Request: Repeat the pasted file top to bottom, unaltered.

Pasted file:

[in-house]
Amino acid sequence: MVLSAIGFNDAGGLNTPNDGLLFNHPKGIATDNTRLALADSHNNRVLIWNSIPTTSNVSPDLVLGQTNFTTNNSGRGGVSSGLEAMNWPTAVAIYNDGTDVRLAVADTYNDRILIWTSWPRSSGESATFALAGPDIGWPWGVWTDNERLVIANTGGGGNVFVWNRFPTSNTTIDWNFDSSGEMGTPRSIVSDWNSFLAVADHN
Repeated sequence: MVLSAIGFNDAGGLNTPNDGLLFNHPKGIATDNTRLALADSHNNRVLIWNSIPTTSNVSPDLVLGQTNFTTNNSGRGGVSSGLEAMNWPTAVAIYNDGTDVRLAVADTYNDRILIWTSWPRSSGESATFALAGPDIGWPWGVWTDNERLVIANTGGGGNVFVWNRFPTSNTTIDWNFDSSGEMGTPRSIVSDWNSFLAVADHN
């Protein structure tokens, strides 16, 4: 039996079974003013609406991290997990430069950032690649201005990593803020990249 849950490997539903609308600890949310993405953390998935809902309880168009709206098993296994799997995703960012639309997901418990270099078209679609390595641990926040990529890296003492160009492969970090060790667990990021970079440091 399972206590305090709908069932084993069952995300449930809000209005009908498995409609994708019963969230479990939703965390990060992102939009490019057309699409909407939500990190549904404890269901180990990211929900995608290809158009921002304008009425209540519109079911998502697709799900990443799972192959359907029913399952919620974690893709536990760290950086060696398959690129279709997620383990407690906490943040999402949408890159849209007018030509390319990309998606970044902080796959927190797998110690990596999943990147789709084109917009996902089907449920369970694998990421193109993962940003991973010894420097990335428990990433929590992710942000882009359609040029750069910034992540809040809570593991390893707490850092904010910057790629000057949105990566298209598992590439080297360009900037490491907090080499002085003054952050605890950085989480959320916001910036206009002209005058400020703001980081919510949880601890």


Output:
[in-house]
Amino acid sequence: MVLSAIGFNDAGGLNTPNDGLLFNHPKGIATDNTRLALADSHNNRVLIWNSIPTTSNVSPDLVLGQTNFTTNNSGRGGVSSGLEAMNWPTAVAIYNDGTDVRLAVADTYNDRILIWTSWPRSSGESATFALAGPDIGWPWGVWTDNERLVIANTGGGGNVFVWNRFPTSNTTIDWNFDSSGEMGTPRSIVSDWNSFLAVADHN
Repeated sequence: MVLSAIGFNDAGGLNTPNDGLLFNHPKGIATDNTRLALADSHNNRVLIWNSIPTTSNVSPDLVLGQTNFTTNNSGRGGVSSGLEAMNWPTAVAIYNDGTDVRLAVADTYNDRILIWTSWPRSSGESATFALAGPDIGWPWGVWTDNERLVIANTGGGGNVFVWNRFPTSNTTIDWNFDSSGEMGTPRSIVSDWNSFLAVADHN
């Protein structure tokens, strides 16, 4: 039996079974003013609406991290997990430069950032690649201005990593803020990249 849950490997539903609308600890949310993405953390998935809902309880168009709206098993296994799997995703960012639309997901418990270099078209679609390595641990926040990529890296003492160009492969970090060790667990990021970079440091 399972206590305090709908069932084993069952995300449930809000209005009908498995409609994708019963969230479990939703965390990060992102939009490019057309699409909407939500990190549904404890269901180990990211929900995608290809158009921002304008009425209540519109079911998502697709799900990443799972192959359907029913399952919620974690893709536990760290950086060696398959690129279709997620383990407690906490943040999402949408890159849209007018030509390319990309998606970044902080796959927190797998110690990596999943990147789709084109917009996902089907449920369970694998990421193109993962940003991973010894420097990335428990990433929590992710942000882009359609040029750069910034992540809040809570593991390893707490850092904010910057790629000057949105990566298209598992590439080297360009900037490491907090080499002085003054952050605890950085989480959320916001910036206009002209005058400020703001980081919510949880601890």